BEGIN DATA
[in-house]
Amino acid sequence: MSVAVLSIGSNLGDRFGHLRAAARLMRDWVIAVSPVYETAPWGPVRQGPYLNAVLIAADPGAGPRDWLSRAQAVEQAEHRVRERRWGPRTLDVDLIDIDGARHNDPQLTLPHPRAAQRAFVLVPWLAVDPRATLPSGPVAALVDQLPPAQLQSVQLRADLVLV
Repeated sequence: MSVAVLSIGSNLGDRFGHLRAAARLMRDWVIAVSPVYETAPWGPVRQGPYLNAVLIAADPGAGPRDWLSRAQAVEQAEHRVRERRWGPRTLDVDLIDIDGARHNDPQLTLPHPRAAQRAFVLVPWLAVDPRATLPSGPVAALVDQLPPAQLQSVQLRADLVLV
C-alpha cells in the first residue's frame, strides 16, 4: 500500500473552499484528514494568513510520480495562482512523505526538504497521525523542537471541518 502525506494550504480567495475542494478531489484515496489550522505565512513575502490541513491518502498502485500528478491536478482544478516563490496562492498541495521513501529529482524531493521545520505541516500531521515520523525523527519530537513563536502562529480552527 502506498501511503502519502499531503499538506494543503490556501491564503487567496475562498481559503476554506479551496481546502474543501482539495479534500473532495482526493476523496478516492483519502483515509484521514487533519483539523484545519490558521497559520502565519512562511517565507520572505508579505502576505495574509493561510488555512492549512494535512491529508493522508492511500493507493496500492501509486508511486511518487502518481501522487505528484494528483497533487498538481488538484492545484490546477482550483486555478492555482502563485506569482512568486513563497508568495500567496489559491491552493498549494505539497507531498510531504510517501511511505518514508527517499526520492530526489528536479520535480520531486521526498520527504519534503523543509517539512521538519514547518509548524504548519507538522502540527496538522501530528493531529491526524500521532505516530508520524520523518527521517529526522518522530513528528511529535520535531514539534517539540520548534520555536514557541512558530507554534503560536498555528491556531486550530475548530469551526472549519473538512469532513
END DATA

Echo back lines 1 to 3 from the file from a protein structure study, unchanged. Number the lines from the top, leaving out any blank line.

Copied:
[in-house]
Amino acid sequence: MSVAVLSIGSNLGDRFGHLRAAARLMRDWVIAVSPVYETAPWGPVRQGPYLNAVLIAADPGAGPRDWLSRAQAVEQAEHRVRERRWGPRTLDVDLIDIDGARHNDPQLTLPHPRAAQRAFVLVPWLAVDPRATLPSGPVAALVDQLPPAQLQSVQLRADLVLV
Repeated sequence: MSVAVLSIGSNLGDRFGHLRAAARLMRDWVIAVSPVYETAPWGPVRQGPYLNAVLIAADPGAGPRDWLSRAQAVEQAEHRVRERRWGPRTLDVDLIDIDGARHNDPQLTLPHPRAAQRAFVLVPWLAVDPRATLPSGPVAALVDQLPPAQLQSVQLRADLVLV